But then something happened. As we got used to each other, a routine was established. The unfamiliar became familiar. With few of my things around me, and my brain cells too dog-centric for reading, I watched TV pretty much non-stop. Eddie would curl up in the blankets on the couch, Lucy on top of the bookcase next to her bowl of kibble (the only place she could eat in peace), and I’d be in the chair, a plate of food or my computer balanced on my lap. Intervention Canada, Hoarders, My 600-Pound Life, and an occasional dip into OASIS HD to watch something warm and green, all enjoyed in the wary company of Lucy and Eddie, my crap TV afficionados. I’d look over at the dog, cocooned in his blankie, balled up to half his size, and if I felt moved, lean over and tuck him in, maybe give him a kiss on his forehead.
Here’s the thing about whippets: they can bend their bony bodies into all sorts of unlikely shapes. They are born contortionists, not that I am in any way suggesting that Eddie belongs in a Chinese circus. For all his faults, Eddie is a highly watchable dog.
After about a week, the animals claimed dual ownership of me, which in the TV room, took the form of riding shotgun in the chair while we watched our shows. It is particularly vexing to Eddie if Lucy makes it there first, expressing his concern with a series of arawr rawr rawr’s and a stink-eye directed at the cat. To be perfectly honest, the chair was not built for two, especially when one of the two is a whippet. Nevertheless, it’s short term and comforting, if not comfortable.
At some point, the sense of urgency plaguing my commute home switched to anticipation. I raced home, not because I had tasks to perform, but because I wanted to see Eddie and Lucy. The first few days of whippet indifference had given way to unbridled enthusiasm, on both our parts. The walks, somewhat utilitarian, were now fun, even if Eddie could be a little grumpy with unfamiliar canines. Yesterday, we walked around Louise McKinney Park in the bright sunshine, enjoying the warm temperatures and blue skies. Down by the frozen river, I threw a stick, and typically, Eddie ignored it. Perhaps if I’d thrown a rabbit he’d be more interested. Whenever I stopped to take a picture, he leaned against me. Today, our last weekend walk together, we ventured into the same area, but the walk was much shorter. Eddie seemed tired. I have to be careful, in spite of his sprinting abilities, he’s got a bad ticker and shouldn’t be over-exerted. So, on the bridge when he stopped and would go no further, and I mean he STOPPED DEAD, we turned around. Eddie decided he’d had enough of the pebbled pathway, and insisted on walking in the tall grass of the hill where the snow had melted. It’s a steep angle, so I walked on the trail, and Eddie walked to my side in the grass above me, the leash stretched as far as it could go. We’d worked it out.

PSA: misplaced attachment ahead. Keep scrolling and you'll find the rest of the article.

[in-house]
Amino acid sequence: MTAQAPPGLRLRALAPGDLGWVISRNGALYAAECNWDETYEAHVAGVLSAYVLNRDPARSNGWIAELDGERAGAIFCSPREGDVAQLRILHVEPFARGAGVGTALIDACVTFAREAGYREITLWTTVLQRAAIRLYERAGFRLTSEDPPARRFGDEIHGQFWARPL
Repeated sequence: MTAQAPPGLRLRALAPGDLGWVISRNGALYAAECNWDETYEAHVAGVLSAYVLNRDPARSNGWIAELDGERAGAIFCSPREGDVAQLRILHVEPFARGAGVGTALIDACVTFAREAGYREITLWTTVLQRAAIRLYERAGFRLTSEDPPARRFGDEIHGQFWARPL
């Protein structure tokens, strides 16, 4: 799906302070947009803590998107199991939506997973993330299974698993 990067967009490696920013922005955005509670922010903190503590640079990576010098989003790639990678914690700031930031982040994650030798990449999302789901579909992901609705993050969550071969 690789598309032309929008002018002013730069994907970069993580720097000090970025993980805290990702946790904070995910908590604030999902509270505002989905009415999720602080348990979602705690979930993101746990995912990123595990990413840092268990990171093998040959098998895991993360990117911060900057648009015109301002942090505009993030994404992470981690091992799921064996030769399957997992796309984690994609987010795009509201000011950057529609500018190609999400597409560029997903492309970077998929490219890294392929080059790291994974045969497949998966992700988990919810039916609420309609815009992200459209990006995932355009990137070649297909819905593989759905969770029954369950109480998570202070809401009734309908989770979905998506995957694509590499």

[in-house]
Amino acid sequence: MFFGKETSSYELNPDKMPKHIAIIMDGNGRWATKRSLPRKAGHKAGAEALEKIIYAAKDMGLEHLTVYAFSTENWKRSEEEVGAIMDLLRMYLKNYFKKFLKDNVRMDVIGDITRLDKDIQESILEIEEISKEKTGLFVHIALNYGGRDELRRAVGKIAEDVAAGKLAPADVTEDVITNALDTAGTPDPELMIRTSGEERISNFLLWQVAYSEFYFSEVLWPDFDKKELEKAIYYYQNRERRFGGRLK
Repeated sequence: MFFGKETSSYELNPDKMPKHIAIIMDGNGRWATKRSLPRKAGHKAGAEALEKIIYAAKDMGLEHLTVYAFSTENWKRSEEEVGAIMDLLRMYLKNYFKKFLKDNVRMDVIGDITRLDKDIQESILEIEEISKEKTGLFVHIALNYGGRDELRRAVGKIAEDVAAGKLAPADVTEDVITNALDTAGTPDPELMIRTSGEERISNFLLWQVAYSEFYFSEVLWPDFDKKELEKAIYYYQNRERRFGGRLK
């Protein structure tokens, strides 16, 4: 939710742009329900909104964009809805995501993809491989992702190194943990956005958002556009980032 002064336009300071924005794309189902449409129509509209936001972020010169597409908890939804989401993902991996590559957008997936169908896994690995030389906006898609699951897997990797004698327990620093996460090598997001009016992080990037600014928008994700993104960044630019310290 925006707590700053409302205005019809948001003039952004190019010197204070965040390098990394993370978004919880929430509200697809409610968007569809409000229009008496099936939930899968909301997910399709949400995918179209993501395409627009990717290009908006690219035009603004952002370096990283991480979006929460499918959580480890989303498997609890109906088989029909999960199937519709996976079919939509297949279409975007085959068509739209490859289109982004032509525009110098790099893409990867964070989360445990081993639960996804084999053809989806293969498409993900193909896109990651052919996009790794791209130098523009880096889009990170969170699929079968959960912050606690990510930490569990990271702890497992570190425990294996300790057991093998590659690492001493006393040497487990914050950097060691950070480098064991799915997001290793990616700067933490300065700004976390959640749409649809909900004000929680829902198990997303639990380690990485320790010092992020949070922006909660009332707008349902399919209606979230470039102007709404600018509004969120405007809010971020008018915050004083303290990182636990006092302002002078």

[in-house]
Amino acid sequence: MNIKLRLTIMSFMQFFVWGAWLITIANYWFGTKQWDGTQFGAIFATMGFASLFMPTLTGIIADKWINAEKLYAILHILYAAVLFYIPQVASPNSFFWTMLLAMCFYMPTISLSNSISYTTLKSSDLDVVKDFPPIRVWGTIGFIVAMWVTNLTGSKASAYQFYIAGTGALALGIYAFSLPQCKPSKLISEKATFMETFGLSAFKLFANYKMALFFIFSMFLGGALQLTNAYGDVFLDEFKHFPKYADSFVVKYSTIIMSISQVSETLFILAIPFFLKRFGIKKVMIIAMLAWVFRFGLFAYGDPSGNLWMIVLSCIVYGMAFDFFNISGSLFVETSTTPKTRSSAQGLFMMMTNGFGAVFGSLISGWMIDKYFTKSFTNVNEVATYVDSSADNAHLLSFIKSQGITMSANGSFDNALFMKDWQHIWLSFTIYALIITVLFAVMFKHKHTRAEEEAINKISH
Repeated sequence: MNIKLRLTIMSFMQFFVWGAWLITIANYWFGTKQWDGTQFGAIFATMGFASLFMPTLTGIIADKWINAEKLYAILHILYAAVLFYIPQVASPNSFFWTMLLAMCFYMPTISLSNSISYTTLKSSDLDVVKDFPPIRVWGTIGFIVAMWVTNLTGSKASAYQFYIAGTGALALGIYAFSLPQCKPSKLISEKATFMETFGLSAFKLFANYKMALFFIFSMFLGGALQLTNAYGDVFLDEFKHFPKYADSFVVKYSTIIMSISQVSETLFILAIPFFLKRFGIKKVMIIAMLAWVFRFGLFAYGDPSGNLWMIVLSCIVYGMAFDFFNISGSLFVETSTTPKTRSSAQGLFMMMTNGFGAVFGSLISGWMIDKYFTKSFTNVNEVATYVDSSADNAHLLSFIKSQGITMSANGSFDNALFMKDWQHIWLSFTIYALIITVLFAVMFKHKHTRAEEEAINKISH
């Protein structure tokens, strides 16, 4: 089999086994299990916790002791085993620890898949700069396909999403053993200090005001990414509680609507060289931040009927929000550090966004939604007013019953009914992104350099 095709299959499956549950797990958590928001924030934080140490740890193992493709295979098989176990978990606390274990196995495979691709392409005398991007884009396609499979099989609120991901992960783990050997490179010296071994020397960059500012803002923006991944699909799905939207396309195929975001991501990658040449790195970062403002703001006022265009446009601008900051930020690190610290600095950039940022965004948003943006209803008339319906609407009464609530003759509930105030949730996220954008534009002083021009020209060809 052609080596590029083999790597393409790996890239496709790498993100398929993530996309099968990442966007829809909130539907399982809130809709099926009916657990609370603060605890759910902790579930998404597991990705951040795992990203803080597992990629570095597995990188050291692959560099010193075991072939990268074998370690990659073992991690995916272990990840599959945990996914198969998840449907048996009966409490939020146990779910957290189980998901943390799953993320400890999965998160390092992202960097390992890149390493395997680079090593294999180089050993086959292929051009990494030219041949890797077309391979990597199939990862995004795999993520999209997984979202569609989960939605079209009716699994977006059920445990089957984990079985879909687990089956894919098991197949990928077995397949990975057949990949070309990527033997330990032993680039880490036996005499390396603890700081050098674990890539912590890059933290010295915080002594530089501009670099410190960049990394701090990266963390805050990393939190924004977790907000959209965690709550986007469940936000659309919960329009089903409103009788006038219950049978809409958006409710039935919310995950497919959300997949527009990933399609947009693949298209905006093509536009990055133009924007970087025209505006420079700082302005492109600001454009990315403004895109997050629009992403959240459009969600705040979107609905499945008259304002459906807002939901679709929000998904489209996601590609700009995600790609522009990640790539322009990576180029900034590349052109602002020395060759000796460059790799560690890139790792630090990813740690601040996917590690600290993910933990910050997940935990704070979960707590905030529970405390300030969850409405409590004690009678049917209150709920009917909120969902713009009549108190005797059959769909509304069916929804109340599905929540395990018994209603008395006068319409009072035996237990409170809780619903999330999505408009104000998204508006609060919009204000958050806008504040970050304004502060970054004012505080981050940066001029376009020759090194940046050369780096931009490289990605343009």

He’s sleeping now, as is Lucy, quietly snoring on her bookshelf pillow. Affection. That’s what I feel. And I will miss them when I leave tomorrow.
Addendum: Eddie passed away quietly at home on Wednesday, April 11th, at the age of nine. Farewell doggie.